The “little black dress” has been considered a staple in women’s fashion since the designer Coco Chanel popularized it in the 1920s. Since then, it’s seen many iterations, most recently, by machine-learning software developed by two recent MIT graduates, called Glitch.
Pinar Yanardag and Emily Salvador met at MIT while taking a course called “How to Generate (Almost) Anything,” which encouraged students to use deep learning software for creative projects. In that course, they dabbled with creating AI-generated art, perfume and jewelry, and were inspired to start Glitch, a new clothing company that sells pieces designed by AI
“The ‘little black dress’ is considered an essential item that should be in any woman’s wardrobe,” said Yanardag. “Sooner or later, AI is going to be an essential tool for any person in computing, so we thought the ‘little black dress’ was a good place to start.”
The designs generated by Glitch are then sent to designer who brings it to life. Right now, a few designs are available for purchase on their site, with 50 percent of Glitch’s sales of their take on the ‘little black dress’ being donated to AnitaB.org, an organization that supports women entering STEM fields. So far, the majority of their sales have been to women working in tech. “On the surface may look like a nice dress or something,” Salvador said. “But underneath is this powerful statement about your affinity for tech, or your interest in AI and computation.”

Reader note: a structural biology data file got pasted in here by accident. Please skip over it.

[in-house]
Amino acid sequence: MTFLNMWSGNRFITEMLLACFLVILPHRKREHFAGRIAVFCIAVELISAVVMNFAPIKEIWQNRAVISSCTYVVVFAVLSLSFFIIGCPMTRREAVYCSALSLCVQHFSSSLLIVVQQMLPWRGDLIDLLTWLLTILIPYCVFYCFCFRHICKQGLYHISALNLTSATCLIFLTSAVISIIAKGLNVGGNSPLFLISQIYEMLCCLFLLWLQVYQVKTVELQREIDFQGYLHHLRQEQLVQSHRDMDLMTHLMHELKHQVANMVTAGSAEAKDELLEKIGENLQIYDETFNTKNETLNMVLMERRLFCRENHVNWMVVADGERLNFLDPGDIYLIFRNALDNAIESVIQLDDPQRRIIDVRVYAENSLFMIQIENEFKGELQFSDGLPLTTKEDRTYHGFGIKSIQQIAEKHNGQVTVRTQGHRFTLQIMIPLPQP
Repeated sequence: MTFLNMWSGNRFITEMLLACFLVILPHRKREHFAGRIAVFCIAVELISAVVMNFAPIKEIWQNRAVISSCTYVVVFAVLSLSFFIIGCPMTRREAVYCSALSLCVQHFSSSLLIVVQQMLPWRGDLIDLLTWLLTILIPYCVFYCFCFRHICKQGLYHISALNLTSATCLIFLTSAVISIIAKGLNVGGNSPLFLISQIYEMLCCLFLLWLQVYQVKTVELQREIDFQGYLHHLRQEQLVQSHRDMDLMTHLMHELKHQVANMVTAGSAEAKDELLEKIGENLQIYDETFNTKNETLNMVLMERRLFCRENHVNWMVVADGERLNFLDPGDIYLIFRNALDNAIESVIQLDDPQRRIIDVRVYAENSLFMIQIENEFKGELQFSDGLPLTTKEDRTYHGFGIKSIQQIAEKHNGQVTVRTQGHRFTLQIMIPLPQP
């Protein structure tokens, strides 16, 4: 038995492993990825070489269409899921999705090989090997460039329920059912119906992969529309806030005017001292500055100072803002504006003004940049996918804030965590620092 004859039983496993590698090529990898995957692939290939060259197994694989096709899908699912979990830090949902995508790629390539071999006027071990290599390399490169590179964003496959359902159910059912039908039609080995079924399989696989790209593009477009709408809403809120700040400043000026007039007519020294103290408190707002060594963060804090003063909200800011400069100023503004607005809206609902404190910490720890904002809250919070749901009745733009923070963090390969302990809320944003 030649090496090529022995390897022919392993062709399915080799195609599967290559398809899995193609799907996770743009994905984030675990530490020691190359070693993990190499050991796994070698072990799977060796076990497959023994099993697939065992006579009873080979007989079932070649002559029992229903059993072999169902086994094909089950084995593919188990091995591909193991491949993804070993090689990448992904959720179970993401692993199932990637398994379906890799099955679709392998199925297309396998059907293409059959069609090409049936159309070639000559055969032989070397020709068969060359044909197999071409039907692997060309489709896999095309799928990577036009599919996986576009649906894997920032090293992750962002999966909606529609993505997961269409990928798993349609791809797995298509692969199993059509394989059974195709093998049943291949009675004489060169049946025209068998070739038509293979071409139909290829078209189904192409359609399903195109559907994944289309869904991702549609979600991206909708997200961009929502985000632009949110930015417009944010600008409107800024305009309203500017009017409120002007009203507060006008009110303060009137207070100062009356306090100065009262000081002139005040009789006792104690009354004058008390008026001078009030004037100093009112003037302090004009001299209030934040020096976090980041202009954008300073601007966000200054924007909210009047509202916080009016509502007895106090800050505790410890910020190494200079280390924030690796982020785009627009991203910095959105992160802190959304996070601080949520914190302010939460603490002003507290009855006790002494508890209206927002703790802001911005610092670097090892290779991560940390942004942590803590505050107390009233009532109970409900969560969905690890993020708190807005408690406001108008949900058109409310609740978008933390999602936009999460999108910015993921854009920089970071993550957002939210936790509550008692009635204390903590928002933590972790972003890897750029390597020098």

The idea, they said, is to use AI in a way that might inspire women to enter the artificial intelligence field, and they plan to create easy-to-use AI tools to generate further interest in the field.
“We are trying to democratize the usage of these AI systems for the public by releasing these tools,” said Yanardag. “If you don’t have these high-end CPUs it is very difficult to actually create these systems. We think in the near future this tech will be much cheaper and more accessible, but right now that isn’t the case.”
One of the tools Salvador and Yanardag developed allows users to generate and choose their own designs that their Glitch tool generates. They think insight about the kinds of designs that customers gravitate to is information that could benefit designers.
“These tools are meant to empower human designers,” Salvador said. “What I think is really cool about these creative-focused AI tools is that there’s still this really compelling need for a human to intervene with the algorithm.”